Photos and Locative Tagging

launched a new geotagging
this week (via).
It’s tied in with Yahoo’s mapping API; via Flickr, you can assign locative data
to your photos simply by drag-and-drop methods. The Flickr blog
an impressive surge in the geotagging of photographs with some 1.2 million
geotagged in the first 24 hours after the feature’s rollout.

Granted, if a
photo already had geotags assigned, the new system automatically recognized
them, so a fair portion of the 1.2 million were probably auto-assigned rather
than initiated by Flickr users.

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Text to Map


drew my attention to the Gutenkarte
, a series of scripts and processes that renders place-names
appearing in a given text and locates them on
a map. The Gutenkarte site announces
future plans for the project, including a wiki-like annotation add-on that will
enable a group of users to collaborate in expanding the place-name information
and related contextual relevance (one day to include digital images and video?).
The project bears many similarities to Franco Moretti’s survey of the shifting
geographies of village life in the nineteenth century. Moretti’s analysis often
moves beyond standard place-names to include positions of and distances between
people and things known to be in particular places. These he distinguishes as
geometries; plotted, they are more like diagrams than maps, he tells us (54).
The Gutenkarte project is not yet as refined as Moretti’s work; mining a text
for toponyms depends on the database’s tolerance place-name ambiguity and
spelling variations (among other things I probably don’t understand). Still,
despite the obvious limitations, the motives underlying Gutenkarte present an
affirmative answer to one of Moretti’s guiding questions, "Do maps add anything,
to our knowledge of literature?" (35), even if it is being applied to literary
texts from the Gutenberg Project for now.

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As Graphs

In with the URL, out
with this: an
approximation of this page.  Movable Type is
responsible for much of the structure. Still, there you have it–a good (and
mighty granular) example of computational methods and visualization combined to
offer up a projection of a localized complex. It looks to me like a dragon fly
(or maybe a cluster map of the dissertation I will one day write).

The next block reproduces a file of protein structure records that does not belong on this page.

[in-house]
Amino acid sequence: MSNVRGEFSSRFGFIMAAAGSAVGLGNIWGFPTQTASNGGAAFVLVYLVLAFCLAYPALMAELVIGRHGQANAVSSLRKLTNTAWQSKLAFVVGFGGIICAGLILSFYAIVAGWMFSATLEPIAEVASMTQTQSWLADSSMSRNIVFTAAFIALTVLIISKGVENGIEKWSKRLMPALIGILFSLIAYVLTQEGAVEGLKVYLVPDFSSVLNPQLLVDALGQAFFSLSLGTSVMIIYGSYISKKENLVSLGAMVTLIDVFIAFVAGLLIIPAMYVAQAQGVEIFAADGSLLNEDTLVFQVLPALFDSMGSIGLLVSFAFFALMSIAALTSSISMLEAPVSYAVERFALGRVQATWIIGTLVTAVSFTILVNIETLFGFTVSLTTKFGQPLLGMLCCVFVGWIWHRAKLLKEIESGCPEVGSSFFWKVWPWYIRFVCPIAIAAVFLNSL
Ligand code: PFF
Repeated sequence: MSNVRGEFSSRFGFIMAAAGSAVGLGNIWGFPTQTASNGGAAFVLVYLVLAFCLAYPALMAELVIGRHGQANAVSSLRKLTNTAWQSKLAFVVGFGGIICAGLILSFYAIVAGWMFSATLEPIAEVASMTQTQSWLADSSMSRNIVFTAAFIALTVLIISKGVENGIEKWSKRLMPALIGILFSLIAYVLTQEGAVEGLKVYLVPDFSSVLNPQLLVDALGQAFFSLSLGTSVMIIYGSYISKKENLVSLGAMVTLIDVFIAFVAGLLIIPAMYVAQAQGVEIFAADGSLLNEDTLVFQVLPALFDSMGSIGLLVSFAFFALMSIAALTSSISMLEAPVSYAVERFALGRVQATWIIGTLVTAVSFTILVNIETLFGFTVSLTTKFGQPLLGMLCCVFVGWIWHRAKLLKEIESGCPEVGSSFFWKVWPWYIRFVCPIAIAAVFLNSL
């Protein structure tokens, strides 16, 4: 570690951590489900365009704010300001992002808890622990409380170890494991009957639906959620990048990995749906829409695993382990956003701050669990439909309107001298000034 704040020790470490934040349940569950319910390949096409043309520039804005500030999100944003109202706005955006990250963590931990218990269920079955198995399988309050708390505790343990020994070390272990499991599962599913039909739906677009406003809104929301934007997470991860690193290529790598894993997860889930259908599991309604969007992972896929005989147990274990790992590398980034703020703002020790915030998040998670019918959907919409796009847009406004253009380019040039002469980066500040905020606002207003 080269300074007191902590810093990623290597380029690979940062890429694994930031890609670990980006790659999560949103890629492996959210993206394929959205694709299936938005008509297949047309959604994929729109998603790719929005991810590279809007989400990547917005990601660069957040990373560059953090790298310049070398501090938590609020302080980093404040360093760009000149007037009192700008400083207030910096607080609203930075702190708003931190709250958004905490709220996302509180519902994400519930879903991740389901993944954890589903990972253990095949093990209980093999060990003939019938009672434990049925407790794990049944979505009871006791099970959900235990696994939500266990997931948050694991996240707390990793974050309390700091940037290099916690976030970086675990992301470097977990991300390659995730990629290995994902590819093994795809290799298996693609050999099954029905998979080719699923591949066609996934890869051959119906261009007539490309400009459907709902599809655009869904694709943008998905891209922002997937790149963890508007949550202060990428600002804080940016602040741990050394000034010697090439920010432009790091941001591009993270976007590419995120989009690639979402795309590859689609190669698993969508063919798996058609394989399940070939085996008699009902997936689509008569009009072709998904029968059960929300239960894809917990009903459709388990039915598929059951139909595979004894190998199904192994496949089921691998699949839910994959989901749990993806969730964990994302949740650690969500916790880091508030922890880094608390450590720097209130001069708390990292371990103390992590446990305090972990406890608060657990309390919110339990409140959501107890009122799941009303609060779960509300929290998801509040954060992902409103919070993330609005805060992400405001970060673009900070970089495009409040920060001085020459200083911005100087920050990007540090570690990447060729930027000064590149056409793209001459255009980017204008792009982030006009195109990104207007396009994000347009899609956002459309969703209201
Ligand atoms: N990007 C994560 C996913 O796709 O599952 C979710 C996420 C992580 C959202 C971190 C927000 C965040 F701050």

And. Also.


I’m not thinking of buying a house, but if was, I’d refer to, a site layered with maps,
orthophoto aerial images, residential housing data and tax-assessed valuations.
I delivered my final "mini-briefing" of the semester in GEO781 yesterday, touted
Zillow’s finer points. I find it interesting because it aspires to aggregate
the cadastre data from multiple municipalities in a single database while tying
into Navteq maps (like Google) and
GlobeXplorer aerials
and the impressive bird’s-eye views from
. Most of the description and assessment data is available
for specific cities and counties, but it’s often listed in a table without
dynamic mapping interfaces to make reading across multiple properties efficient
or easy. We should expect Zillow to expand, too, because it’s growing the
information side of the real estate market; the bird’s-eye stuff was added just
two weeks ago. And ultimately, for me, therein lies the treat of the site. The
cadastre data is fine (even if it’s not searchable by the owner’s name like it
is at many city/county web sites), but the twin-view of the maps/photos/hybrids
and the bird’s-eye views of properties are nice to look at. And the two frames
are synched; click-n-drag action in one frame has the same effect in the
adjacent frame. The same applies to directional rotation. Bird’s-eye from the
east? Select it and the same turn happens in the map view. The compass-dial in
the upper left is smooth, too. It’s not limited to four or eight directions
like so many others.

Market comparisons for recent home sales aren’t yet available in CNY, and
when I checked them out for our former house in KC, the comps were negligible. I
suspect it to be a condition of a project in its infancy. Someone in class
yesterday said Zillow will spell the end of the real estate agent. Maybe.
What good is an agent when you have agency? Or zagency. That’s the other
thing. runs the risk of going wild with the reasoning that goes
"people remember z-words" (they say their favorite letter is z). Where
market-data supports it (tracking county-wide trends in sales),
offers what they’ve coined as a "zestimate." A happy collision of
zest+estimate? There’s also a trade-marked "Zestimator." Here’s hoping there’s
not too much more of ZatTM.
Still, the interface design and mapping uses are cool.


The upcoming issue of The New Yorker includes an article first
released yesterday to the magazine’s web site. 
There: The science of driving directions,"
offers a sharp-right overview of
evolving navigational technologies, running from Rand McNally paper maps to
their updated on-dash equivalents.  A brief history of automobile
navigation gets a few column inches, too; both the "Jones Live-Map" and the "Photo-Auto
Guide" were early twentieth century contrivances for first-person (um,
first-vehicle?) navigating.  Though it’s only briefly mentioned and mixed
in with a bunch of other fun, interesting details, one proposition is that we’re
seeing a resurgence in egocentric navigational devices with various mobile

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